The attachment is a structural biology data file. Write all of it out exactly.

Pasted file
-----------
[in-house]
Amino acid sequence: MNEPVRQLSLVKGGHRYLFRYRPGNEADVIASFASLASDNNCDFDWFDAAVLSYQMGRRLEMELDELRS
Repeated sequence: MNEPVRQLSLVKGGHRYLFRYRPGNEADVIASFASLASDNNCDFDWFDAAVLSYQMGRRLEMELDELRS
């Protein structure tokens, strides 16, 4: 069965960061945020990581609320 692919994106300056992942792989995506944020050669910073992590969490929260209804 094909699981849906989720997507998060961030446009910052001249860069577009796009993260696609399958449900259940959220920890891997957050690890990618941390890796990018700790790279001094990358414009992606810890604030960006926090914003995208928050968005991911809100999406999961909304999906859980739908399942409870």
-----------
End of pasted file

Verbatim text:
[in-house]
Amino acid sequence: MNEPVRQLSLVKGGHRYLFRYRPGNEADVIASFASLASDNNCDFDWFDAAVLSYQMGRRLEMELDELRS
Repeated sequence: MNEPVRQLSLVKGGHRYLFRYRPGNEADVIASFASLASDNNCDFDWFDAAVLSYQMGRRLEMELDELRS
């Protein structure tokens, strides 16, 4: 069965960061945020990581609320 692919994106300056992942792989995506944020050669910073992590969490929260209804 094909699981849906989720997507998060961030446009910052001249860069577009796009993260696609399958449900259940959220920890891997957050690890990618941390890796990018700790790279001094990358414009992606810890604030960006926090914003995208928050968005991911809100999406999961909304999906859980739908399942409870």